Category Archives: Nature
Last year at this time I was planted in the laid-back little Andean town of Baños, Ecuador. It’s the type of place you can easily get stuck in for a while, especially if you’re feeling weary of traveling.
When a coworker asked if I wanted to take a cruise out of the city and into the desert, my answer was immediate and second nature. I’d been thinking about getting out of the city limits that I’d confined myself to for weeks.
I had no idea what we were going to do there. I was told that there would be a common interest group of ex pats meeting. That was it.
The goal was to be out at the crack of dawn, when the desert air is at its finest. Due to evening food and internet complications, a whole other story, I got to sleep a bit later than planned. My body clock finally forced my eyes open just after the sun began its ascent.
I was out the door at 6:25 and on the dune at 6:40.
While drifting towards two volcanoes and a sunset, I was interrupted by a short woman who was standing under a tree’s branches that were hanging above the sidewalk. She asked if I would please pull some leaves down from the tree above.
I reached up and pulled down a branch. She grabbed a bunch of leaves and thanked me five or six times. I thought: It was really nothing, and now I’m curious as to what these leaves are used for.
After spending almost two hours drifting in and around Riobamba’s center looking for a cheap hotel, I finally came across the Hotel Glamour. It was the sixth place I’d checked out and the first that was equipped with wifi in the rooms.
Of the two rooms that were left, I chose the huge one that had a work table. The other room on offer was only $10 but it didn’t have a window. I always try my best to avoid musty, windowless rooms. The big one was $15. The man kindly gave it to me for $13 after I asked for that price. I thought: It’s more than I want to pay. But, the room is great and I’m really tired of looking at hotel rooms. I have a vista of a snowcapped volcano to find before sunset and I’ve already used up way too much time.
Minutes before arrival at the volcanically heated hot springs of Termas El Salado, I was able to see the smoking Volcán Tungurahua. I thought: I don’t remember ever seeing an active volcano in front of my eyes. What a pleasant surprise. I was glad that I don’t take taxis unless I have to, as the walk rewarded me with a striking view.
Sharing the sidewalks and streets with school kids reminded me of being on my way to school on a brisk, autumn, New England morning.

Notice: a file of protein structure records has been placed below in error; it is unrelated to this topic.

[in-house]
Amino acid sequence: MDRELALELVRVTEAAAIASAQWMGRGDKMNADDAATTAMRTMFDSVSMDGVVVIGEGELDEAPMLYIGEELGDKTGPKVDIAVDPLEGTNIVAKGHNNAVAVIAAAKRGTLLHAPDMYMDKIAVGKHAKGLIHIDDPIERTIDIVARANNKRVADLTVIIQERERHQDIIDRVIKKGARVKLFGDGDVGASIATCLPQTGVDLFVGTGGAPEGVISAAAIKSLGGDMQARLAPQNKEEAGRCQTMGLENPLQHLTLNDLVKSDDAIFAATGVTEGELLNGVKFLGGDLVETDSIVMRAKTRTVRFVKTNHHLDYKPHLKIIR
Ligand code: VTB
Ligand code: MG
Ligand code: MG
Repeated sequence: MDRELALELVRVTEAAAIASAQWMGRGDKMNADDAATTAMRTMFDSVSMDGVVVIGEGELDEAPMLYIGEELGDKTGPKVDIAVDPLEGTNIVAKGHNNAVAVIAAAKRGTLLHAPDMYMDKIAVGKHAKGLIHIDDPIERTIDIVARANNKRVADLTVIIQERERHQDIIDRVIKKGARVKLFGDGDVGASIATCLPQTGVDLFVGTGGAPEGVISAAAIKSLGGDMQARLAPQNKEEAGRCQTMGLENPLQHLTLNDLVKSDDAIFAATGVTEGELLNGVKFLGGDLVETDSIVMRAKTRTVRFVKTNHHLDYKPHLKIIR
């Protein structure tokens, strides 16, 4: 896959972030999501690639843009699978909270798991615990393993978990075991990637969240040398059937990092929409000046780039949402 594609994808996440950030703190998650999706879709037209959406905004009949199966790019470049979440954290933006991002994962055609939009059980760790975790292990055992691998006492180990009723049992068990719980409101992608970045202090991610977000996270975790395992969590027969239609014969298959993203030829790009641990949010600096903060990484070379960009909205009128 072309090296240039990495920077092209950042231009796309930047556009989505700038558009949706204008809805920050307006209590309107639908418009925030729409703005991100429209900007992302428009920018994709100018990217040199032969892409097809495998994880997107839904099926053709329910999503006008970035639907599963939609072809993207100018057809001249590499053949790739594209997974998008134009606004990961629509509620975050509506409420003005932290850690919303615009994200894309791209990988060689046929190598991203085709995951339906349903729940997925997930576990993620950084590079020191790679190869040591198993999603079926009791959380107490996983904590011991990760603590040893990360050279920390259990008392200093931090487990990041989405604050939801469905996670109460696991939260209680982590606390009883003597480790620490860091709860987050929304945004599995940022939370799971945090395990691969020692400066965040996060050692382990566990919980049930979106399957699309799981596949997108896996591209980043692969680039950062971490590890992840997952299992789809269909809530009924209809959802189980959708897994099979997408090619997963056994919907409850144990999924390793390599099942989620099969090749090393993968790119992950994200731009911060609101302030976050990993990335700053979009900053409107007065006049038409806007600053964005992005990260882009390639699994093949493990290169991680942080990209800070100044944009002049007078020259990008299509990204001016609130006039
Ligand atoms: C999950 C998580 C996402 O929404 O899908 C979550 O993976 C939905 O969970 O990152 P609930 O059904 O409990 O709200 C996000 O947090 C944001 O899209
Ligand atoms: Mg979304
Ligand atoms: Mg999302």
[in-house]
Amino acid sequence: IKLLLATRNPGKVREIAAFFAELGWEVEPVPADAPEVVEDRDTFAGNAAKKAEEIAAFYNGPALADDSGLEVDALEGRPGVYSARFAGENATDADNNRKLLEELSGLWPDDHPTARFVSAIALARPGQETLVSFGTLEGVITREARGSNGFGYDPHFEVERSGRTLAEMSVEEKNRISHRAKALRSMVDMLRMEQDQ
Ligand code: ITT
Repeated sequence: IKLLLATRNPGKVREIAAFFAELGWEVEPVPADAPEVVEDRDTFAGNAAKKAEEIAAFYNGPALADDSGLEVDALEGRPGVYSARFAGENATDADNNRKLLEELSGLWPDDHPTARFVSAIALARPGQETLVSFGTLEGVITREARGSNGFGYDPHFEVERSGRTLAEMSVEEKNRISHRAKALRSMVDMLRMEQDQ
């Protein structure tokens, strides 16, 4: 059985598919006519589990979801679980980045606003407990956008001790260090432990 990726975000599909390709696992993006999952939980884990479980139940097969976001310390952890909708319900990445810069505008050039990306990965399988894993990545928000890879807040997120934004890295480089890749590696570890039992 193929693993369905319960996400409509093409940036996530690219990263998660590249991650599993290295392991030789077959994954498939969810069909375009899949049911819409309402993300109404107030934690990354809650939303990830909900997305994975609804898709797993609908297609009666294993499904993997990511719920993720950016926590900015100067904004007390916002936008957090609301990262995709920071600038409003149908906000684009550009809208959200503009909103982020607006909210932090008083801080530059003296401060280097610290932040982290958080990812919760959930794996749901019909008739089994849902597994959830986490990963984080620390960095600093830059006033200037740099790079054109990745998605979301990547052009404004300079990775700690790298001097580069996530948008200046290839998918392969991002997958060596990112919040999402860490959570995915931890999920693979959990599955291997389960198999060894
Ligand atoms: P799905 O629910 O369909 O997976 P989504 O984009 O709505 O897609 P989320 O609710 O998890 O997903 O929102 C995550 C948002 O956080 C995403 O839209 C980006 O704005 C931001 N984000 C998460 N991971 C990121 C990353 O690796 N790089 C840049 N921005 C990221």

Termas de la Virgen sits just beside -practically below- the Caballera de la Virgen waterfall.
After paying the $2 entrance fee I went in and glanced around in awe, finding five pools. They vary in water shade, size, and most importantly, temperature.
I was instructed to take a container, go to a changing room, put on swim trunks and place everything else in the basket.
After handing my plastic crate over I was given a band to put around my wrist. There was a small wooden piece on it that showed the number of my container. Two words came to mind while placing the band around my wrist: Über efficient.
A few posts ago, I mentioned that while in the hilliest city in Colombia, I got to go on a rather scenic hike that wouldn’t have been possible to figure out on my own.
At the time, I felt that I’d paid my local guide a bit too much. However, as I was just browsing through photos from that hike, I came across some that made me realize that the 30,000 COP or $16.85 for the five and a half hour guided hike was far from the worst deal on earth.
While sleeping in a hostel dorm room for my first five nights in Salento, I noticed a trend of backpackers coming for one or two nights. They make it to Cocora for a hike, and then they’re on their way out to see another site at another Colombian destination. It took me over a week in these idyllic surroundings before I finally got a jeep out to this natural wax-palmed wonderland.
Just a short time after I entered the premises of the national park I was reminded of something. Not far from where the trail started, memory of footage from the film The Lord of the Rings popped into my mind.
I’ve been told by travelers that New Zealand has the most beautiful terrain on earth. I’ve recently realized that the topography and flora of the Andes must rival that of New Zealand where the film was set, in a far-away land at the other end of the planet, where I’ve never drifted down to.